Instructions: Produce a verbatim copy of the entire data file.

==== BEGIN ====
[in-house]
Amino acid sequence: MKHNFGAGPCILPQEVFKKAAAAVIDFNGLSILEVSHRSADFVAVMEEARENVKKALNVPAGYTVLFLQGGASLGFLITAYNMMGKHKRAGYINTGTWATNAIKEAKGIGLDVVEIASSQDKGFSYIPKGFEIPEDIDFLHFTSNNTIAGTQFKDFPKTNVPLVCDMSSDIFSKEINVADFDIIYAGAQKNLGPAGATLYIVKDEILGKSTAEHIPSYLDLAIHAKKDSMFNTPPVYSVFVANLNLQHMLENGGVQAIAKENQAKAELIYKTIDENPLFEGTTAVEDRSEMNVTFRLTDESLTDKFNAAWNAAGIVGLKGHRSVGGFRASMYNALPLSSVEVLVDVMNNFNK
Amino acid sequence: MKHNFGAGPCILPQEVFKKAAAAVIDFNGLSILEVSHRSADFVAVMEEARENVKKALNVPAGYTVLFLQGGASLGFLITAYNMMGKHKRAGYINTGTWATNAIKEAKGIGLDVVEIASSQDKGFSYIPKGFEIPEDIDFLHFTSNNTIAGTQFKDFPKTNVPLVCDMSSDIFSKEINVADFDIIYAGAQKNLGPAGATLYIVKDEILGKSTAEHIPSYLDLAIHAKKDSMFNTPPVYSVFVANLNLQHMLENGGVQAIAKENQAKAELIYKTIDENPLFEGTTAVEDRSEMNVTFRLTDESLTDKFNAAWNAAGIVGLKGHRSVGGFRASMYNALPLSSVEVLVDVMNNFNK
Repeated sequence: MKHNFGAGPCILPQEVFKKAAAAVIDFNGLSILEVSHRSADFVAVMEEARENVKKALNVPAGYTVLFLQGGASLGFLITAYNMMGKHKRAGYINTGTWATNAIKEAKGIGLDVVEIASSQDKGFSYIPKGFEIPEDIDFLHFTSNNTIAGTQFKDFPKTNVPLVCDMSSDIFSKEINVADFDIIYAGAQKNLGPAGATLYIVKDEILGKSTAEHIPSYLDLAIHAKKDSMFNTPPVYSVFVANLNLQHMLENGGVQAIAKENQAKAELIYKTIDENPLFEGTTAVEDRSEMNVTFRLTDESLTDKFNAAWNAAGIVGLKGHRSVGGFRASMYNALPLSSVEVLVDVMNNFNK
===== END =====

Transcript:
[in-house]
Amino acid sequence: MKHNFGAGPCILPQEVFKKAAAAVIDFNGLSILEVSHRSADFVAVMEEARENVKKALNVPAGYTVLFLQGGASLGFLITAYNMMGKHKRAGYINTGTWATNAIKEAKGIGLDVVEIASSQDKGFSYIPKGFEIPEDIDFLHFTSNNTIAGTQFKDFPKTNVPLVCDMSSDIFSKEINVADFDIIYAGAQKNLGPAGATLYIVKDEILGKSTAEHIPSYLDLAIHAKKDSMFNTPPVYSVFVANLNLQHMLENGGVQAIAKENQAKAELIYKTIDENPLFEGTTAVEDRSEMNVTFRLTDESLTDKFNAAWNAAGIVGLKGHRSVGGFRASMYNALPLSSVEVLVDVMNNFNK
Amino acid sequence: MKHNFGAGPCILPQEVFKKAAAAVIDFNGLSILEVSHRSADFVAVMEEARENVKKALNVPAGYTVLFLQGGASLGFLITAYNMMGKHKRAGYINTGTWATNAIKEAKGIGLDVVEIASSQDKGFSYIPKGFEIPEDIDFLHFTSNNTIAGTQFKDFPKTNVPLVCDMSSDIFSKEINVADFDIIYAGAQKNLGPAGATLYIVKDEILGKSTAEHIPSYLDLAIHAKKDSMFNTPPVYSVFVANLNLQHMLENGGVQAIAKENQAKAELIYKTIDENPLFEGTTAVEDRSEMNVTFRLTDESLTDKFNAAWNAAGIVGLKGHRSVGGFRASMYNALPLSSVEVLVDVMNNFNK
Repeated sequence: MKHNFGAGPCILPQEVFKKAAAAVIDFNGLSILEVSHRSADFVAVMEEARENVKKALNVPAGYTVLFLQGGASLGFLITAYNMMGKHKRAGYINTGTWATNAIKEAKGIGLDVVEIASSQDKGFSYIPKGFEIPEDIDFLHFTSNNTIAGTQFKDFPKTNVPLVCDMSSDIFSKEINVADFDIIYAGAQKNLGPAGATLYIVKDEILGKSTAEHIPSYLDLAIHAKKDSMFNTPPVYSVFVANLNLQHMLENGGVQAIAKENQAKAELIYKTIDENPLFEGTTAVEDRSEMNVTFRLTDESLTDKFNAAWNAAGIVGLKGHRSVGGFRASMYNALPLSSVEVLVDVMNNFNK